China’s Belt & Road Initiative (BRI) is perhaps one of the most ambitious infrastructure projects in modern history. A recent report by Baker McKenzie estimated that US$350 billion will be committed to BRI projects by China by 2022, whilst ratings agency Fitch revealed that US$900 billion in projects were already planned or underway. In order to achieve its ambitious targets the programme will require massive investment not just from the People’s Republic of China, but from partners, businesses and investors all over the globe.In order to achieve this level of co-operation across 134 nations, international entities must operate across one common law to allow for seamless business arbitrage and ultimately, allow for a profit-making enterprise.
Bringing nations together
Many such projects are already being set up using offshore Joint Venture or Holding Companies. These arrangements allow for a Chinese company, headquartered in China, to set up group-level financing and begin the process of bringing on board investors. The company can then set up an offshore Holding Company which allows any business or individual from another country to join with the Chinese company.From this, the Chinese and international parties are able to form an offshore Joint Venture corporation enabling them to cement their agreements and organise project-led financing. In this way they are also able to work up project contracts, government and engineering programmes and any other legal outlines that allow them to organise their pan-continental building projects.These structures make it more efficient and simpler to operate on a local level with the relevant authorities and organisations, whilst facilitating international investment with minimal disruption.
The role of English common law
So why should a China-based business create a Joint Venture Company via an offshore financial centre? Importantly to the BRI, inward investment by international entities is heavily regulated by China and the approval, registration and filing procedures can be a complicated and time consuming process. Incorporating offshore also enables joint venture businesses to choose to refer back to English Common Law – the world’s most recognised and agreed-upon legal system.English law has fully developed jurisprudence and a universally respected judicial system. Contracts under English law are largely straightforward and understandable in comparison to some of the more arcane elements of US legal drafting, for example. This means international interpretations of contracts and agreements are clearer and less likely to end in contention. Furthermore, many international investors prefer English law as opposed to the laws of the People’s Republic. Under English law for example, parties can agree to refer matters in dispute to arbitration, whereas in China different rules on dispute resolution apply depending on the presence of a foreign party.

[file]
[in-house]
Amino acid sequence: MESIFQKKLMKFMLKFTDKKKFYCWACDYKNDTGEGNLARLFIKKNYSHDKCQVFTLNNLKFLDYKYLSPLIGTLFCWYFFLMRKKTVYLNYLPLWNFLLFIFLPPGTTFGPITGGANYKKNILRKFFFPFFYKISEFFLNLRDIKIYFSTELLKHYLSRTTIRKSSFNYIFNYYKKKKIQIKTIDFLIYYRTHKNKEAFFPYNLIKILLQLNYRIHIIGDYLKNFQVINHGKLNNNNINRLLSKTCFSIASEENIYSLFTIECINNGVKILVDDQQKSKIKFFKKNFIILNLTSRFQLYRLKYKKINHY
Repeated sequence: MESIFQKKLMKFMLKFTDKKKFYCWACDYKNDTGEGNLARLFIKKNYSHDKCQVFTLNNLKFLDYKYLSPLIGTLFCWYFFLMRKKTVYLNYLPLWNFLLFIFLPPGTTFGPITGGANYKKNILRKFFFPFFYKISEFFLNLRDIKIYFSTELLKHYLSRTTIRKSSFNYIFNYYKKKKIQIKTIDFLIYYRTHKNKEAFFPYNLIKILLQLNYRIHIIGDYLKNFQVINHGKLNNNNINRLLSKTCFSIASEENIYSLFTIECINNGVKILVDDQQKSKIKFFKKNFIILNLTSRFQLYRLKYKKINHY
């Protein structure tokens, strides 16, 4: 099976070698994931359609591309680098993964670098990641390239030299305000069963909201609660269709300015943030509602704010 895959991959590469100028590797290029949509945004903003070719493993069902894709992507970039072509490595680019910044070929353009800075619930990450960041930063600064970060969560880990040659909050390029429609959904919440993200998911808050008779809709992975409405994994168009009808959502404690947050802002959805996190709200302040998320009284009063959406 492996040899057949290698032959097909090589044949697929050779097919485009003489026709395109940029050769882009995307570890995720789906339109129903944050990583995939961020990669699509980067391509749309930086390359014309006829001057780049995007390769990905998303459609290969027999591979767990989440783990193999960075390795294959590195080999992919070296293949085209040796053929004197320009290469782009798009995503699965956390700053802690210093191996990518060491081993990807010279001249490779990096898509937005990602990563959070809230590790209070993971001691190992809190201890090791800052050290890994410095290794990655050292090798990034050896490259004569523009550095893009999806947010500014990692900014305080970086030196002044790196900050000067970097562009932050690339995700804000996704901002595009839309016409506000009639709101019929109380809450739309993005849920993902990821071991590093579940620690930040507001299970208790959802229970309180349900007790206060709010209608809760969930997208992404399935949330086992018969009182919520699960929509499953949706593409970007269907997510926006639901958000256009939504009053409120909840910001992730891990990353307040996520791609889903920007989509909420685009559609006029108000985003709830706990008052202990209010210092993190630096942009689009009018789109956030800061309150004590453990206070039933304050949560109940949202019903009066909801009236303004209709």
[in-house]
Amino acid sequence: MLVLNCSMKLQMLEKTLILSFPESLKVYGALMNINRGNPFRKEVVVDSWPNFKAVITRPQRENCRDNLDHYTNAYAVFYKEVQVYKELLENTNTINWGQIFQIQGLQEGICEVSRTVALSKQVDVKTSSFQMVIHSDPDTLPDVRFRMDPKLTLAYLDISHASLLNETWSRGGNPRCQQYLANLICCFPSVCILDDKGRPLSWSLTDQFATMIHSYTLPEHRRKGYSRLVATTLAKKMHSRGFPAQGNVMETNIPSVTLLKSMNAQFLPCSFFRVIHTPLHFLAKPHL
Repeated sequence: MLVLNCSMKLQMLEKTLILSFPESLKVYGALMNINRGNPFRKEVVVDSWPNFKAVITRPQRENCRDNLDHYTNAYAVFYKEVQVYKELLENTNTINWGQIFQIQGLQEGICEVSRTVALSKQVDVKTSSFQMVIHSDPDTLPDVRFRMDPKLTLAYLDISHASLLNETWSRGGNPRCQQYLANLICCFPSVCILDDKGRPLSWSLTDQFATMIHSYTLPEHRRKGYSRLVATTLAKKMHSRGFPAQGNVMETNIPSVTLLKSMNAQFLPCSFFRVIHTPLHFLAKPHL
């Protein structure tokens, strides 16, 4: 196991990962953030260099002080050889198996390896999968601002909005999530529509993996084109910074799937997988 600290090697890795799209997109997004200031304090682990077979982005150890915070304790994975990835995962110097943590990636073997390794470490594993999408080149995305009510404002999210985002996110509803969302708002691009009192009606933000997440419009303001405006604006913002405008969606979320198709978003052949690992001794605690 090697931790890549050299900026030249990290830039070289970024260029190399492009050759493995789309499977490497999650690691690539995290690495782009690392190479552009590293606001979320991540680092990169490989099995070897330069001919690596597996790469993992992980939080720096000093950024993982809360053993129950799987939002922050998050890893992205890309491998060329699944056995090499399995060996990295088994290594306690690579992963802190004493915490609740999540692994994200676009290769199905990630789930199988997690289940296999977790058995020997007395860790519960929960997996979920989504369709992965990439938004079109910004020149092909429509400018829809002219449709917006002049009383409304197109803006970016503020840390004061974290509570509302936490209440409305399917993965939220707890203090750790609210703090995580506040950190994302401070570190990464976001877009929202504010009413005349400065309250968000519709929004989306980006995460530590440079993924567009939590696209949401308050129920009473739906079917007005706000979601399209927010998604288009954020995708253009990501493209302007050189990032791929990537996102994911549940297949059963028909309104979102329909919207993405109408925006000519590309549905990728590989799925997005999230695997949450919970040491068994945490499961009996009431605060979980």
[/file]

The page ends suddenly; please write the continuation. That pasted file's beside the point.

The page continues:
The ‘bankability’ of the BRI
As well as making it easier to facilitate business and manage disagreements between parties, operating BRI projects via an offshore vehicle assures international banks of the so-called ‘bankability’ of projects they are investing in.Banks want to feel comfortable that the BRI projects they invest in will be profitable. As such, many Western and Japanese financiers may prefer the provisions and protections of English law to help achieve this. Whilst the law of the People’s Republic is quickly evolving and adapting to the challenges of its trillion dollar pan-continental endeavour reliant on the investment of hundreds of countries, non-Chinese parties with limited exposure to the region may not yet be well versed in doing business in Chinese law. For those companies, the bankability of many BRI projects may well be reliant on the offshore vehicles that power them. For investors with less exposure to particular regions along the BRI route, they may also look to set up an offshore Joint Venture in order to keep assets protected from potential loss, damage or sequestration resulting from socio-political instability or delinquent legal, regulatory or enforcement institutions. This route enables mitigation of risk, making the venture far more bankable for investors.
Many Chinese and international businesses looking to invest in the Belt & Road Initiative have already been using offshore vehicles for years, underlining how integrated the region’s economy is with offshore financial centres. The British Virgin Islands in particular was the second largest investor in China from 2006 to 2012, providing US$7.72 billion of inward foreign direct investment in 2012 alone. What’s more, according to recent research by independent economics consultancy Capital Economics, two-fifths of all BVI Business Companies were located in China and other Asian countries whilst the region accounted for more than 40 per cent of the US$1.5 trillion in assets mediated through the BVI.China has already built much of its existing economy around offshore vehicles such as the British Virgin Islands. Now, as it looks towards the next step in its development, these jurisdictions will provide a safe and secure place to conduct international business ensuring China is able to achieve its vision of the new Silk Road.